Day 229: Eat Drink And Be Merry

Sat. 30th March 2013

They should all be doing the same stepToday it is a long drive to an Iban longhouse where we will be staying tonight. We load up into three minibuses before breakfast and hit the road to get at least an hour along the road before our first food stop. We stopped at a small roadside outdoor café where you could watch them cooking up the noodle soup or fried noodles that some of us ordered. Others settled for toast which comes in ready made sandwiches with very sweet orange coloured banana jam, or others just a tea or coffee to get the day going.

BreakfastWatching our route on my phone we first went south almost to the border with the Indonesian part of Borneo and ran parallel to it for a while heading east. This took us along the main road, which was mainly single carriageway with occasional overtaking lanes and wide verges, though some quite dense jungle off to both sides and few houses. We then turned north as there is no direct route and the main road does three sides of a square. The second stop after another couple of hours was a comfort stop but there were also stalls selling food and snacks. Dave tried the deep fried banana but I went for the deep fried batterball type things with vegetables, 20p for a small bag with a few of each in it, freshly cooked and very tasty.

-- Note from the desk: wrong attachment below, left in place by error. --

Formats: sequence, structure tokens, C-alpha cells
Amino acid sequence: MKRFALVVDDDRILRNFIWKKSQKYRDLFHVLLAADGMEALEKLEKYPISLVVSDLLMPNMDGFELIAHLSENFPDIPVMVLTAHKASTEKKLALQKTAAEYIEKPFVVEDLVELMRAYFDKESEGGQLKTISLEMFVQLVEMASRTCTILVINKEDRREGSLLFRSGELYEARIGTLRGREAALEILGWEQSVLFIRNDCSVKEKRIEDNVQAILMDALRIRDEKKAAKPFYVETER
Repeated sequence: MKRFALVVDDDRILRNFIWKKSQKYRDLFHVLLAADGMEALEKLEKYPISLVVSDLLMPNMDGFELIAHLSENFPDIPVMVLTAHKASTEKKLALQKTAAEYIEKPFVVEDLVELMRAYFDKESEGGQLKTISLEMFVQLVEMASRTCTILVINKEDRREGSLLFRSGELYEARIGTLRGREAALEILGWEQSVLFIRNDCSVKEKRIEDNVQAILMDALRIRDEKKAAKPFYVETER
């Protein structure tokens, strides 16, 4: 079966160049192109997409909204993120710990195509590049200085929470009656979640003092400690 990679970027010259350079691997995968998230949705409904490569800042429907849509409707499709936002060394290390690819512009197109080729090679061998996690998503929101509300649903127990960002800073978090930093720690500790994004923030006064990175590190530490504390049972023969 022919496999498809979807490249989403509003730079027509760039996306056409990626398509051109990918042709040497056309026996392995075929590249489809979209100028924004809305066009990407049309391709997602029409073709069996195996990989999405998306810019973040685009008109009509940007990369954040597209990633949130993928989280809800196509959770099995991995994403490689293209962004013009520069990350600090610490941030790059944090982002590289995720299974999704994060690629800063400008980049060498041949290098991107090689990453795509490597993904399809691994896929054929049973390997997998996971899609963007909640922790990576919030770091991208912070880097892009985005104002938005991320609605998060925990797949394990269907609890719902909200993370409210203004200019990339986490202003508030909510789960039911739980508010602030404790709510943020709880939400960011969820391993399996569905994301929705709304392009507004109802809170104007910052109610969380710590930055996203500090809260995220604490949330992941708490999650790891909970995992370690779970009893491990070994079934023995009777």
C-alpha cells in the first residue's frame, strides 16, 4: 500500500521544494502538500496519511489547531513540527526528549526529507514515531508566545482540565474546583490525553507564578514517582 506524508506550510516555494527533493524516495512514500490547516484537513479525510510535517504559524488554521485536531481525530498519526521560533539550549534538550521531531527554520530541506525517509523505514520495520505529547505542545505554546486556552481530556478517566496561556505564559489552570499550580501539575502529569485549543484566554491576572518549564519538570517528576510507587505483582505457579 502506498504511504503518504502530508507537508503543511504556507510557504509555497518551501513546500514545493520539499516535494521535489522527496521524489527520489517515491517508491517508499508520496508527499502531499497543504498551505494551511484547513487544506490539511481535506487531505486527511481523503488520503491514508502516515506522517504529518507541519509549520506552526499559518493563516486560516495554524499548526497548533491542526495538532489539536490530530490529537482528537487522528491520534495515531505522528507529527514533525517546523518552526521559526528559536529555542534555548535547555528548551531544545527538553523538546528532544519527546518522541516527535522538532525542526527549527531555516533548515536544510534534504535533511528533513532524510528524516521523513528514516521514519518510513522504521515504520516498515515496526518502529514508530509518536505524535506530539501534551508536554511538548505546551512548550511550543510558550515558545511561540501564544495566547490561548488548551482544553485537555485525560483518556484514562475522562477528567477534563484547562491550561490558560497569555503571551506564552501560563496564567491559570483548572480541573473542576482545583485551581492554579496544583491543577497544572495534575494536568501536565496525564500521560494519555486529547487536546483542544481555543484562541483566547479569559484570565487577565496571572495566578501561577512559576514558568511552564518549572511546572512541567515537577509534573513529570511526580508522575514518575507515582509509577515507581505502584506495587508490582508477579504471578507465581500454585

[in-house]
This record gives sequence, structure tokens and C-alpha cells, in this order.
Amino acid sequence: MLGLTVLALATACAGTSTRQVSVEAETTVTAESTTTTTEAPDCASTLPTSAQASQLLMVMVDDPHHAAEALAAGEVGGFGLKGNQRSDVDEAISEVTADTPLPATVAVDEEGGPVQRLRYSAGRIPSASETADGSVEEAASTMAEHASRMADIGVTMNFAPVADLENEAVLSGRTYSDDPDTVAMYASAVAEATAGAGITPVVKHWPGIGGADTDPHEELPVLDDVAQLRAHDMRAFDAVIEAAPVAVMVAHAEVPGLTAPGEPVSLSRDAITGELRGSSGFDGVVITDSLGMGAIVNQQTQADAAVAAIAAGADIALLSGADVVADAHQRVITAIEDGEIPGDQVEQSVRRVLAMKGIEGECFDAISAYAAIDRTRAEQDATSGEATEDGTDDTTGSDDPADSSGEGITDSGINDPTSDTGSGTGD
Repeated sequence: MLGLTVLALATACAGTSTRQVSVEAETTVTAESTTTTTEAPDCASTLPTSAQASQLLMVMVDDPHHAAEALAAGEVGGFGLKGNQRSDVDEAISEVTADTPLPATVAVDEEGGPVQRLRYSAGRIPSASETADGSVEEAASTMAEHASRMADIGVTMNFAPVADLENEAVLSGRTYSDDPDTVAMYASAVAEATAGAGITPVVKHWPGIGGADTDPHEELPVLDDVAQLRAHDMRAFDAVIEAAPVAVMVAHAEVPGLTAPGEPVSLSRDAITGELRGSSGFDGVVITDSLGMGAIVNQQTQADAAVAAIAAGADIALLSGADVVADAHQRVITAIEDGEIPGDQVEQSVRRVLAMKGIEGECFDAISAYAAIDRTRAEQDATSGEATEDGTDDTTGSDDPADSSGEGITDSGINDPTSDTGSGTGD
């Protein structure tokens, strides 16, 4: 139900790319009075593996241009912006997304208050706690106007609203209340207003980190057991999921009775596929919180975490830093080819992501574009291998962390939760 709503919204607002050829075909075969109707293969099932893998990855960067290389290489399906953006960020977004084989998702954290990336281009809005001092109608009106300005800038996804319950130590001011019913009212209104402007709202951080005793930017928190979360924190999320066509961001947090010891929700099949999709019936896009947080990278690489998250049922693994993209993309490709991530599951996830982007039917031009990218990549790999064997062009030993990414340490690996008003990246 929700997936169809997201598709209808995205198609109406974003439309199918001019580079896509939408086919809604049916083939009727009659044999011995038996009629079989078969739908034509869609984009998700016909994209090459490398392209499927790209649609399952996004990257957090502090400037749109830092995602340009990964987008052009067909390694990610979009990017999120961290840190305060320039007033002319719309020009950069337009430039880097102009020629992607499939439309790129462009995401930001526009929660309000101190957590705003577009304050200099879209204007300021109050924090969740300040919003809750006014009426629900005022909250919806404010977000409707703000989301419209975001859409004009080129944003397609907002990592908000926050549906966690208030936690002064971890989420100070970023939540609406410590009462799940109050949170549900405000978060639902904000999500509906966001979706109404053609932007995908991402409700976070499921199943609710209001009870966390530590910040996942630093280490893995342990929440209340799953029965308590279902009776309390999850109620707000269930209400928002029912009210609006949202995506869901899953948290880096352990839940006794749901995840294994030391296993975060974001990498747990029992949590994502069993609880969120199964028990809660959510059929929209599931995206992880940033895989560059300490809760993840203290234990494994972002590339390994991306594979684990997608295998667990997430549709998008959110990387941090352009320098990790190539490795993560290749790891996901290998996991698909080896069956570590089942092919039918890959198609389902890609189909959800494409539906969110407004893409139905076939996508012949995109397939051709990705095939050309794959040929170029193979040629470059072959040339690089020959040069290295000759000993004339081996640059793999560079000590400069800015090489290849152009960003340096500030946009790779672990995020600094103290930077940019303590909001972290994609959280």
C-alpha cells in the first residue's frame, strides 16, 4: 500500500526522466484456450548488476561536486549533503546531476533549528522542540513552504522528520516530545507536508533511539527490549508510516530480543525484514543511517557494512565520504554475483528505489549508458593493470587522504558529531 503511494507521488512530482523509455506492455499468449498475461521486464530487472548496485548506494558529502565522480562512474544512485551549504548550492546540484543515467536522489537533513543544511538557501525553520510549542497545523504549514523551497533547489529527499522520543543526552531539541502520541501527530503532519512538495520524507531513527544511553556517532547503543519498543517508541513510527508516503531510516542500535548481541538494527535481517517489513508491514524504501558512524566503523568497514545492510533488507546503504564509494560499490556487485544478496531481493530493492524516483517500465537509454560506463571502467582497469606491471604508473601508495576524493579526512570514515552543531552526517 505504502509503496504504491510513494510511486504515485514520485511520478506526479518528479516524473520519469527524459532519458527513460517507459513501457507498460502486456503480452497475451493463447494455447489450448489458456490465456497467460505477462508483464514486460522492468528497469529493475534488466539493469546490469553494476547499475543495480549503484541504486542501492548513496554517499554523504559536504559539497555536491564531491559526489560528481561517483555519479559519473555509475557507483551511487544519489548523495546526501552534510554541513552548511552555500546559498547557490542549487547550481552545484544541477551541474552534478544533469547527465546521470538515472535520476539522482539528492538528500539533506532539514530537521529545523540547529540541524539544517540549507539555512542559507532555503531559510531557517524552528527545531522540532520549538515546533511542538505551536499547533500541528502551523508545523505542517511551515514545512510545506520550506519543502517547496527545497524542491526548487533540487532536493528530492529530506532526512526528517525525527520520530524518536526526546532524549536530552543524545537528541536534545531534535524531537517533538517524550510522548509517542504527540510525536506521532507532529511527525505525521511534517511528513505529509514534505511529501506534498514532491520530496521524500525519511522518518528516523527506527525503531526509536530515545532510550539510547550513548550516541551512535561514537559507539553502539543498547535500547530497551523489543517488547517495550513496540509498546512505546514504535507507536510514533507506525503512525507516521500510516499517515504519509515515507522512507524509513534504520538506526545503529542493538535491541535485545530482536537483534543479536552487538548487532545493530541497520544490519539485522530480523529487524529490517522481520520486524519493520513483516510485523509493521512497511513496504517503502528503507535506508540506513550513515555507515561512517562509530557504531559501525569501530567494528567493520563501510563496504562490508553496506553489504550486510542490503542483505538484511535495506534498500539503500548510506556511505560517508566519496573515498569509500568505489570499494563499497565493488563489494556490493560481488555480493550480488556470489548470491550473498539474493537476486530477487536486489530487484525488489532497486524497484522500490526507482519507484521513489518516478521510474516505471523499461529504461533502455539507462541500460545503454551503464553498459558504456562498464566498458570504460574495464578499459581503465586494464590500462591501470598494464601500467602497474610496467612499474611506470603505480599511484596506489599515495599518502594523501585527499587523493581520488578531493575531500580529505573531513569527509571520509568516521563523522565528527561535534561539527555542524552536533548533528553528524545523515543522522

Lunchtime treatFor lunch we pulled into a gravel area in front of some shacks with corrugated roofs which contained a number of food stalls and a seating area full of tables and chairs. We could not resist the freshly grilled fish which was delicious, much better than UK fast food.

Afternoon tea Iban styleFinally after seven hours we arrived at our destination, which was the Iban longhouse, which comprised of about thirty houses all joined in a row with a huge covered area in front of them used for community gatherings and celebrations etc. Each house has three levels, an upstairs which we did not get to see, the ground floor and a lower ground. We went into number 9 and the ground floor was a long narrow room, where one third of our group were to sleep on thin mattresses on the rushmat covered floor. There was also a seating area with room for more beds at the back. Downstairs was another big room where the children appeared to play and maybe sleep and a door out the back to a walkway. Across the passageway each house has a dining area with a kitchen behind and toilets and shower room behind that. Each of the thirty houses looked to be the same. Apparently the families take it in turns to house visitors but the girls stayed in number 7 and we all ate in their kitchen.